The local business community also issued statements mourning the death of Lee, while also praising his leadership.

“Chairman Lee was the business world’s best leader who not only developed Samsung into a top-tier company, but also catapulted South Korea’s economy to the level of developed countries,” the Federation of Korean Industries said in a statement.

“Lee’s innovative spirit, who had said ‘change everything except your wife and children,’ will forever remain in the hearts of us businesspeople,” the group said. “Succeeding his spirit as legacy, we will use as a foothold for reform the crisis facing our economy.”

The Korea Employers Federation praised the tycoon’s “dauntless spirit and strong leadership” that has led the industry’s development here.

Quoting Lee’s remark that said “the industry’s sovereignty continues to flow so we should never cease to strive,” the federation said Lee’s passion for technology development transformed Samsung “from a small company in Asia that manufactured black-and-white TVs into the world’s leading company that guides global information and communication technology.”

“We wish for Samsung’s ceaseless development as it is on its way to become a 100-year-old company,” it said. “We will inherit Lee’s entrepreneur spirit, who provided direction to South Korean economy through his strong leadership in every crisis and we will do our best to overcome the current economic hardship and revive economic vitality.”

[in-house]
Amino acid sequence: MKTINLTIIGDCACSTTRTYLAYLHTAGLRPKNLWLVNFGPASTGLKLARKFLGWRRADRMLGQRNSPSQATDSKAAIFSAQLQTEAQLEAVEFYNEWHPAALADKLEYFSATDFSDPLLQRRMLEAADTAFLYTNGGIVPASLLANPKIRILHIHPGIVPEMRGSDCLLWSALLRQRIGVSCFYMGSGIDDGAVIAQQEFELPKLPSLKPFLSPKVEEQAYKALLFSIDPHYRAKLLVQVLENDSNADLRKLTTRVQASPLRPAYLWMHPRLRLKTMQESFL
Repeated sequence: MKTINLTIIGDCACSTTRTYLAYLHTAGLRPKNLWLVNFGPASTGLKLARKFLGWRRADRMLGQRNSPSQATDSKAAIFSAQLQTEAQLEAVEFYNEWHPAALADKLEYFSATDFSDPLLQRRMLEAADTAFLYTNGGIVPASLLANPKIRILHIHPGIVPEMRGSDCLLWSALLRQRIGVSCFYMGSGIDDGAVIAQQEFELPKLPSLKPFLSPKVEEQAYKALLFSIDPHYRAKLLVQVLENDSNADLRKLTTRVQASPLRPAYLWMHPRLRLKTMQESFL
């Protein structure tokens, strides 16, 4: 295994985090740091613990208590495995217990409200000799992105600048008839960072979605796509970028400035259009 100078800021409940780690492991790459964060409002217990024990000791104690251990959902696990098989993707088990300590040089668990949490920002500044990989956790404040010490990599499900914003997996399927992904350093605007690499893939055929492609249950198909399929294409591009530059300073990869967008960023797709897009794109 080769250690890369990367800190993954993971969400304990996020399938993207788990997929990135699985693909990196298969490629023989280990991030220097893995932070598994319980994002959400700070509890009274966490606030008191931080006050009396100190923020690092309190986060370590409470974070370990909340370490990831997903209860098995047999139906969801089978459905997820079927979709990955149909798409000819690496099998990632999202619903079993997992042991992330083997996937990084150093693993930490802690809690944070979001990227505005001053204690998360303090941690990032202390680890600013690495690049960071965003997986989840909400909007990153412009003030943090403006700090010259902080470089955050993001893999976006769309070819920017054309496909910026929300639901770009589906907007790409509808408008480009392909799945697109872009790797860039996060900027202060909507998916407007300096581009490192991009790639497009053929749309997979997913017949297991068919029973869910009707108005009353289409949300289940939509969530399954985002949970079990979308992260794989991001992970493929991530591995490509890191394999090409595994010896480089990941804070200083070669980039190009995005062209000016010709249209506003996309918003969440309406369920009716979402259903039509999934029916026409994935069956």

The Korea Chamber of Commerce also remembered Lee for his immense contributions to the Korean economy.

“He led Samsung’s transformation and success, giving us courage that we can also become the world’s greatest, while developing the South Korean economy to higher value-added cutting-edge industry through continuously blazing a trail in future industry and active investments,” it said.

Meanwhile, labor groups pointed to Samsung’s labor rights abuses as among Lee’s negative legacies.

“Just like everyone else, Lee’s life is clear with achievements and faults,” said the Federation of Korean Trade Unions, one of the nation’s two largest umbrella labor organizations.

“Cozy relations between politics and corporations, ‘no-union’ policy and labor repression cast a dark shadow.

“We hope Samsung will work hard to be reborn as a company that is loved by the citizens and for Lee’s wish of creating a global company to continue.”

Park Sang-in, director of Seoul-based civic group Citizens’ Coalition for Economic Justice, added that while the late tycoon deserves every bit of praise for the remarkable achievements he made in business, he fell short of becoming “a leader to look up to” due in part to the unlawful tactics he employed to pass down control of the Samsung empire to his son, Lee Jae-yong. 

“(The Samsung chairman) was not free of typical problems of chaebol, (like the illicit management succession from father to son) for which Lee Jae-yong, Samsung Electronics vice chairman, is now standing trial.” 
  
By Ahn Sung-mi (sahn@heraldcorp.com)